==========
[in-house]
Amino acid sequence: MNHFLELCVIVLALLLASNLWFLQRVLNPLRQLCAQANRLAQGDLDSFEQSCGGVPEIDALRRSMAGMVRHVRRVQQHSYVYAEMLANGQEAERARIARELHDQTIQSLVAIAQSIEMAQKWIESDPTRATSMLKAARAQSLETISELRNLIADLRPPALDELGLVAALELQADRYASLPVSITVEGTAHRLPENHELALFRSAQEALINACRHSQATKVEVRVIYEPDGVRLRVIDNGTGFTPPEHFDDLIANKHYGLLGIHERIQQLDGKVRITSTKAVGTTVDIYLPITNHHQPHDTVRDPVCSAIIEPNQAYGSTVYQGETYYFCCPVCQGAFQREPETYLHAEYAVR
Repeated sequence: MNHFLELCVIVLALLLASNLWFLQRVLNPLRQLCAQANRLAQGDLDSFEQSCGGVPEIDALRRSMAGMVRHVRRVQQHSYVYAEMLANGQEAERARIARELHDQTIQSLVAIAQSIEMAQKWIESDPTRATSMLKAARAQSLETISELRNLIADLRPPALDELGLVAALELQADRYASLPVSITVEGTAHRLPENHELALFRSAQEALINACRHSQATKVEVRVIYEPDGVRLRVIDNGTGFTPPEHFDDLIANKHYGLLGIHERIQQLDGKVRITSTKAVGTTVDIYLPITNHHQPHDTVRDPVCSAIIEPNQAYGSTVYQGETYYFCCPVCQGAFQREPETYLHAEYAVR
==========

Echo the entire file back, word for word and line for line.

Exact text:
[in-house]
Amino acid sequence: MNHFLELCVIVLALLLASNLWFLQRVLNPLRQLCAQANRLAQGDLDSFEQSCGGVPEIDALRRSMAGMVRHVRRVQQHSYVYAEMLANGQEAERARIARELHDQTIQSLVAIAQSIEMAQKWIESDPTRATSMLKAARAQSLETISELRNLIADLRPPALDELGLVAALELQADRYASLPVSITVEGTAHRLPENHELALFRSAQEALINACRHSQATKVEVRVIYEPDGVRLRVIDNGTGFTPPEHFDDLIANKHYGLLGIHERIQQLDGKVRITSTKAVGTTVDIYLPITNHHQPHDTVRDPVCSAIIEPNQAYGSTVYQGETYYFCCPVCQGAFQREPETYLHAEYAVR
Repeated sequence: MNHFLELCVIVLALLLASNLWFLQRVLNPLRQLCAQANRLAQGDLDSFEQSCGGVPEIDALRRSMAGMVRHVRRVQQHSYVYAEMLANGQEAERARIARELHDQTIQSLVAIAQSIEMAQKWIESDPTRATSMLKAARAQSLETISELRNLIADLRPPALDELGLVAALELQADRYASLPVSITVEGTAHRLPENHELALFRSAQEALINACRHSQATKVEVRVIYEPDGVRLRVIDNGTGFTPPEHFDDLIANKHYGLLGIHERIQQLDGKVRITSTKAVGTTVDIYLPITNHHQPHDTVRDPVCSAIIEPNQAYGSTVYQGETYYFCCPVCQGAFQREPETYLHAEYAVR